Sometimes people try to destroy you, precisely because they recognize your power–not because they don’t see it, but because they see it and they don’t want it to exist. -bell hooks
Whiteness knows that Black lives matter; that’s the starting point. They been done peeped that. They peeped that during slavery and kept us as property because we have been, and always will be the basis of white wealth, value, purpose and power. They created the Black Codes to keep Blackness bound, because just a few years of Reconstruction showed that the perverse feelings, fears and gaze of whiteness was nothing but gasoline on the fire of a black survival practice that swept up coin, resources and reaffirmed Black humanity, intelligence, grit, love and survivorship. It served as a means to keep us bound in the need for acceptance once more. Black women launched a domestic campaign post-Reconstruction to to ‘clean house,’ the beginnings of the stronghold of respectability politics. It begged whiteness to gaze upon what they thought could be washed over. It was the type of campaign that pitted blackness against blackness, as not everyone could be part of a movement that as Lorde warned us (and it rings true today even before she said it) would always fail to accomplish its goals because of the rusted, trapped nature of its tools.
One could argue that the dehumanization, commodification, and enslavement of Black peoples constitutes an unparalleled crime against humanity. Consequently, the resiliences borne out of these histories remain the most powerful threat to the racial status quo in the United States and White supremacy worldwide. They know that Black lives matter. Their very existence is predicated on this knowledge as fact and this knowledge as an “unknown”. But we know better. They knew Black lives matter, through and true, during Jim Crow and the creation of the modern Black Codes (prison industrial complex, inequitable enforcement, criminalization of poverty and non-culture), so they created policy regimes that birthed and reared a separate Black reality–a de facto Black America bonded through racialized living conditions–marked, maimed, lashed and stereotyped by behavior (read:’survival practices) necessary in order to defeat corporeal death through these animalistic torture and hazing practices (bombings, scientific tests, drug drops, military grade police violence and drivebys, assassinations). They systematically attempted to kill us by stealing our faith in God, science, state, police and home as guardians of our safety, our humanity, the sense that our Black lives could matter, not even to us. Only whiteness could protect or redeem us. We remain unconvinced.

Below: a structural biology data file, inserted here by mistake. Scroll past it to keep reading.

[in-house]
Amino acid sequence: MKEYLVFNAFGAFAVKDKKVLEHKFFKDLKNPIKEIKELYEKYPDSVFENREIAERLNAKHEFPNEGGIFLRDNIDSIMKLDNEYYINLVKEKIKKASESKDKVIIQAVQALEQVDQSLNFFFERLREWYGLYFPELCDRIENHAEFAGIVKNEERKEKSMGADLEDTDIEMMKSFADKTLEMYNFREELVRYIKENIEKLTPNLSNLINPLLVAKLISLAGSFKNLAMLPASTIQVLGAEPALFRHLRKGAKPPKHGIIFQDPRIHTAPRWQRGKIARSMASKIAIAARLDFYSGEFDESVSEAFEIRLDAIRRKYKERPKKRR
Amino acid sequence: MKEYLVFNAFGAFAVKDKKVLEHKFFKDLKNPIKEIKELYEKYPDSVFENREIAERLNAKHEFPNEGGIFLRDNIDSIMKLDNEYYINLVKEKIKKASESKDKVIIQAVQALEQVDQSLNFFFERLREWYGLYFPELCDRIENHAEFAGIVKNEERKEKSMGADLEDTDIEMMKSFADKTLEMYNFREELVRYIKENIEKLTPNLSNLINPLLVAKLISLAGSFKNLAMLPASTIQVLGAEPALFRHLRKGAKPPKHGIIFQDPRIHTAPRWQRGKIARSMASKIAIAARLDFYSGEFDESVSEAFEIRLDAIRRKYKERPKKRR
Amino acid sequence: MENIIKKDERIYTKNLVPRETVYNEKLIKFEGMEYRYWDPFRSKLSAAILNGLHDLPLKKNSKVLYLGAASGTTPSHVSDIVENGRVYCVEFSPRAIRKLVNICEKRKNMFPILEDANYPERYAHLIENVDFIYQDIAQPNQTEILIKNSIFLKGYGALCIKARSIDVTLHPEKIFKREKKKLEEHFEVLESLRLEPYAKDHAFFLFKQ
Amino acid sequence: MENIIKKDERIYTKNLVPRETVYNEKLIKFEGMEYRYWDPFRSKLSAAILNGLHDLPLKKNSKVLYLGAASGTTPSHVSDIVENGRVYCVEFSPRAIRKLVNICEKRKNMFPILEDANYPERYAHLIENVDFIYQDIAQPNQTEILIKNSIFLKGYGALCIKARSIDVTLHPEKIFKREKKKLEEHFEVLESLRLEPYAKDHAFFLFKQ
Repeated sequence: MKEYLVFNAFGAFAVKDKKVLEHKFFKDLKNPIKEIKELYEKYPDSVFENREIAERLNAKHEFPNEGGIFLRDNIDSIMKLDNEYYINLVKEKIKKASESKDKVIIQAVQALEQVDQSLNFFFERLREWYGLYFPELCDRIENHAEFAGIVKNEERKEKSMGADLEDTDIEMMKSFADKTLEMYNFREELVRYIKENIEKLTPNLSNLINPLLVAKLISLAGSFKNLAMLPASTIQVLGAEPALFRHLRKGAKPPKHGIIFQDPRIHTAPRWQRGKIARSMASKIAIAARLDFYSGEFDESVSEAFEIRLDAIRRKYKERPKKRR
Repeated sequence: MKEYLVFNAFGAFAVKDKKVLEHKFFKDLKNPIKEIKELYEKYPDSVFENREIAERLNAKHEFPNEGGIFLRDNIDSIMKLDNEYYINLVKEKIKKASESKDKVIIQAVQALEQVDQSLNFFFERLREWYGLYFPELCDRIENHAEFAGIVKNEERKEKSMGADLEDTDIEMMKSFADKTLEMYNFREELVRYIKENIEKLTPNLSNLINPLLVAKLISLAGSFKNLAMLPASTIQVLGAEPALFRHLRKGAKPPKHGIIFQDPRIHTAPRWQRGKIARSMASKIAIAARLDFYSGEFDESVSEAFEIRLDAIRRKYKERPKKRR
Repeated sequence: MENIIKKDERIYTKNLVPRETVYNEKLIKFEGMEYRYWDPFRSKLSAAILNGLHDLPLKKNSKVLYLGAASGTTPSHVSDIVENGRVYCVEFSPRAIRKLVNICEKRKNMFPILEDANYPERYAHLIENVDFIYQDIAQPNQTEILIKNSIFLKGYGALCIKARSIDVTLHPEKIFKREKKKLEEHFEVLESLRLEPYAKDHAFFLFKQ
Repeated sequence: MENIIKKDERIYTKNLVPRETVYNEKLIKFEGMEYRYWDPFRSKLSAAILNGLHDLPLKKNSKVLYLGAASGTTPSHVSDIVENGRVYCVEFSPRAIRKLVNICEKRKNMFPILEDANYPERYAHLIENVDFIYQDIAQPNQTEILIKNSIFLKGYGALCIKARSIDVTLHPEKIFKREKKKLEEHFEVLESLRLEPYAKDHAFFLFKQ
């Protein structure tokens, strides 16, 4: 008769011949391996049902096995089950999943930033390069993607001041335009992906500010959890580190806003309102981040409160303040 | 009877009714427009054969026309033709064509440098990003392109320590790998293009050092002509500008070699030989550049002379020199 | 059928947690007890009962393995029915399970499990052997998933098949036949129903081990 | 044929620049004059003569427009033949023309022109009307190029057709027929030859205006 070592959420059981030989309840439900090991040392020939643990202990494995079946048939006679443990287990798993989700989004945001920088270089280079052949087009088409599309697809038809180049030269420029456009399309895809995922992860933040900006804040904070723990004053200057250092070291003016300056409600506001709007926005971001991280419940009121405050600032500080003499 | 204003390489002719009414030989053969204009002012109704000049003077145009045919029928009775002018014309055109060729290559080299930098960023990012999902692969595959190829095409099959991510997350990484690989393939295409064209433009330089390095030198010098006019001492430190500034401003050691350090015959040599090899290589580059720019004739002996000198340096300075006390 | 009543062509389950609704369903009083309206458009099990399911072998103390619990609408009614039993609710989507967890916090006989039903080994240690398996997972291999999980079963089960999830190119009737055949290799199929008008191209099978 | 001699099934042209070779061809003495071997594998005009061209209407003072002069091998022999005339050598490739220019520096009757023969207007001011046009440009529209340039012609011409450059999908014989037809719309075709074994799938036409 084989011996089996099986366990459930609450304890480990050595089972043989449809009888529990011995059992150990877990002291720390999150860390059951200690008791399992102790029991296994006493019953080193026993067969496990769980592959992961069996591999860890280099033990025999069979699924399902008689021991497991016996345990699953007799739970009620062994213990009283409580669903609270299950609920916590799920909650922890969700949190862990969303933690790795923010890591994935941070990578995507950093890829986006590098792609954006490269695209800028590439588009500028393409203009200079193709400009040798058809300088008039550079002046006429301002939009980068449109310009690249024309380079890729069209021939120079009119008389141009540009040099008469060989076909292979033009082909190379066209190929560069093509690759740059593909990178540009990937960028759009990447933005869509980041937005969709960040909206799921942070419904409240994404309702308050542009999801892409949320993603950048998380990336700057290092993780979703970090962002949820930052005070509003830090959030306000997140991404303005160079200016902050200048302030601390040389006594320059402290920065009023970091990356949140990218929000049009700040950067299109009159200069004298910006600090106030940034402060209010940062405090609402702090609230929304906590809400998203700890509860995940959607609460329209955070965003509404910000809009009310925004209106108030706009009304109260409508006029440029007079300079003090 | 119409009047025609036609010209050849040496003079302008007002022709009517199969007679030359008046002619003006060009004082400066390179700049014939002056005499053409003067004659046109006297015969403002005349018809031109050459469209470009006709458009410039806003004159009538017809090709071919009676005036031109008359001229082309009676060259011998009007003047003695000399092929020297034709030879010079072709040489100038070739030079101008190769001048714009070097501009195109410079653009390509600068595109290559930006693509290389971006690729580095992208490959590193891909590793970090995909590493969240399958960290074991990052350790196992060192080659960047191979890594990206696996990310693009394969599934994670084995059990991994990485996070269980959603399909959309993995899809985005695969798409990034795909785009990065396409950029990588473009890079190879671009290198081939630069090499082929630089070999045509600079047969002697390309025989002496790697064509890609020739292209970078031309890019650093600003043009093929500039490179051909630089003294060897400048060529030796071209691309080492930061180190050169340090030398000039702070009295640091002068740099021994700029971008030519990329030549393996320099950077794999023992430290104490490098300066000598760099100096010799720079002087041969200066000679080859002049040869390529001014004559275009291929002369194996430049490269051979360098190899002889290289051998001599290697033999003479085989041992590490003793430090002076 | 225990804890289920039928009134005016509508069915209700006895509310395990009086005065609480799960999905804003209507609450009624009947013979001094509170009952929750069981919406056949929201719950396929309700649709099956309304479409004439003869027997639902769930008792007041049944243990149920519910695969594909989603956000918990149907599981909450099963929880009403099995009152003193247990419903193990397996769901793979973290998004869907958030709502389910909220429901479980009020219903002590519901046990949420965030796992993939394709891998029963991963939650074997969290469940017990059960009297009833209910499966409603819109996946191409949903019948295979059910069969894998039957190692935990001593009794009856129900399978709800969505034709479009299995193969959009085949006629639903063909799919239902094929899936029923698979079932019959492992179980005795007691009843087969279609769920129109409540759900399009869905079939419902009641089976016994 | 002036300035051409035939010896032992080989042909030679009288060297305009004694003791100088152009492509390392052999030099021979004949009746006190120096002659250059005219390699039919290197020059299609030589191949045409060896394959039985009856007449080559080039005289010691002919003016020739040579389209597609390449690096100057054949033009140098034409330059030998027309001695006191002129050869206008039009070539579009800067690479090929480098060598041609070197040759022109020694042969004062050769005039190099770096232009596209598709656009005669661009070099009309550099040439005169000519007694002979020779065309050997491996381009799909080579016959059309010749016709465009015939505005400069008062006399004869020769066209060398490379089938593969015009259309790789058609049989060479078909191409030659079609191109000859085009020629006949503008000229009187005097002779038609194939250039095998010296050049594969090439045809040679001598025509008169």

They know that Black lives matter. Indeed, that all Black lives matter. They are watching you and I. They been woke. After all, this nation is the home of white supremacist, heterosexist, patriarchal, capitalistic, imperialist rule…and we are expected to perform as its humble servants; always serving, perhaps surviving, never living, freely. For want of a gaze we end up bodies hanging, bodies laying–dead, with a contagion of paralysis. When we appeal to them or shake the chandeliers to show ourselves and be seen and affirmed, we may do a work of having a life that matters–like a fly that buzzes to announce its presence–but only because they said so. When the buzz becomes a distraction, a swatter is always at arms-length. When Black people find themselves as worthy of love, safety, or even oxygen, we are dealt with as the threats we are. When we position the existence of our humanity upon the persistence of the white gaze, we allow our lives to flash in the blink of an unbothered eye. Perhaps we might add an addendum to a worthy mantra: Black lives matter to us, and now white terrorism and exploitation will have consequences. We do not, and have never, toiled for their gaze, approval or attention for authentication. I am because you are, we are because the Cosmos had a sense of fairness to this world. When Baldwin wrote on the uses of the blues, it was about the power we can claim in life that they cannot use or abuse because they do not understand it. It has never been about whether or not Black lives forgive whiteness for its history of erasure, but rather about whiteness’ ongoing need to have us long for its gaze and acceptance, in chains economic, psychosocial and extrajudicial. We do not shuck and jive for white tears. We shut shit down until structures stand for the maintenance of our liberation. If they do not stand, we can no longer afford to mourn their fall. This is the last curtain call.
These are the spaces we choose to exist in. We are making these and reshaping them daily. We are reshaping our world in the process. We must use them to gather together all who are living, to make them woke to this reality, these realities, and a part of the liberatory body as well. This is the work of building through love and communal support. By re-centering blackness, blaqueerness and black womynhood into the power and humanity of black hands, black love, and black spaces, we find liberation. We know our worth as a masterpiece, an intimate thing that does not need to hang against pale-white walls to be seen, to be felt, to be beautiful. We do not need to hang to be beautiful. We must meet pleas for enlightenment with demands for revolutionary and system-shattering honesty– to be less invested in the inoperable American surgery of “making” Black life “matter” and more invested in revealing the ignorance as myth and White denial of knowing as a deadly force, is indeed a noble decree. We will no longer be circumcised by the dull scalpel of whiteness unleashed. So next time we shut shit down, and indeed we must, we shall make all parties aware–black, brown and white, white supremacists-terrorists alike–it’s about us. It’s the terrorism, boo.
With Liberatory Love,
The Editors of BlaQueerFlow: The Griot’s Pen
Jonathan Jacob Moore